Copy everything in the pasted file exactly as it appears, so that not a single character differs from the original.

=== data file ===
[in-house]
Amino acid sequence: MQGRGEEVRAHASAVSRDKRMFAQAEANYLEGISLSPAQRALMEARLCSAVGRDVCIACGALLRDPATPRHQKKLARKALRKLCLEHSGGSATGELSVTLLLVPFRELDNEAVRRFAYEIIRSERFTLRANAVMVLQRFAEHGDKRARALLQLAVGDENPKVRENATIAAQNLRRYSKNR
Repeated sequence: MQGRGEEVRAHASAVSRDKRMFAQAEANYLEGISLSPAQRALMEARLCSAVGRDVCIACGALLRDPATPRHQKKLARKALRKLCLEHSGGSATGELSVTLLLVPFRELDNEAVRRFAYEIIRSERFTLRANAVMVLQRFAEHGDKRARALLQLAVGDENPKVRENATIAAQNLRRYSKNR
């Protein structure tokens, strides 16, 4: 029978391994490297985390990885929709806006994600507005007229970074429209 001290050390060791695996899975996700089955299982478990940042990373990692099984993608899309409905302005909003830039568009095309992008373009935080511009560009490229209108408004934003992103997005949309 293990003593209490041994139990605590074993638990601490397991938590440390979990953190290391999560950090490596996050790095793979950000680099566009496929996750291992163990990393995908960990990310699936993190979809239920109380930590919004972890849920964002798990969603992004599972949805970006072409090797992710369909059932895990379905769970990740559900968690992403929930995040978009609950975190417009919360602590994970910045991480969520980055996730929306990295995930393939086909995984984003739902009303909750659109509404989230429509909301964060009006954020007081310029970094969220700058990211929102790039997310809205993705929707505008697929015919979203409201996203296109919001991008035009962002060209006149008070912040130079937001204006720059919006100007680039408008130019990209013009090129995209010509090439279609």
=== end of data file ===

[in-house]
Amino acid sequence: MQGRGEEVRAHASAVSRDKRMFAQAEANYLEGISLSPAQRALMEARLCSAVGRDVCIACGALLRDPATPRHQKKLARKALRKLCLEHSGGSATGELSVTLLLVPFRELDNEAVRRFAYEIIRSERFTLRANAVMVLQRFAEHGDKRARALLQLAVGDENPKVRENATIAAQNLRRYSKNR
Repeated sequence: MQGRGEEVRAHASAVSRDKRMFAQAEANYLEGISLSPAQRALMEARLCSAVGRDVCIACGALLRDPATPRHQKKLARKALRKLCLEHSGGSATGELSVTLLLVPFRELDNEAVRRFAYEIIRSERFTLRANAVMVLQRFAEHGDKRARALLQLAVGDENPKVRENATIAAQNLRRYSKNR
């Protein structure tokens, strides 16, 4: 029978391994490297985390990885929709806006994600507005007229970074429209 001290050390060791695996899975996700089955299982478990940042990373990692099984993608899309409905302005909003830039568009095309992008373009935080511009560009490229209108408004934003992103997005949309 293990003593209490041994139990605590074993638990601490397991938590440390979990953190290391999560950090490596996050790095793979950000680099566009496929996750291992163990990393995908960990990310699936993190979809239920109380930590919004972890849920964002798990969603992004599972949805970006072409090797992710369909059932895990379905769970990740559900968690992403929930995040978009609950975190417009919360602590994970910045991480969520980055996730929306990295995930393939086909995984984003739902009303909750659109509404989230429509909301964060009006954020007081310029970094969220700058990211929102790039997310809205993705929707505008697929015919979203409201996203296109919001991008035009962002060209006149008070912040130079937001204006720059919006100007680039408008130019990209013009090129995209010509090439279609």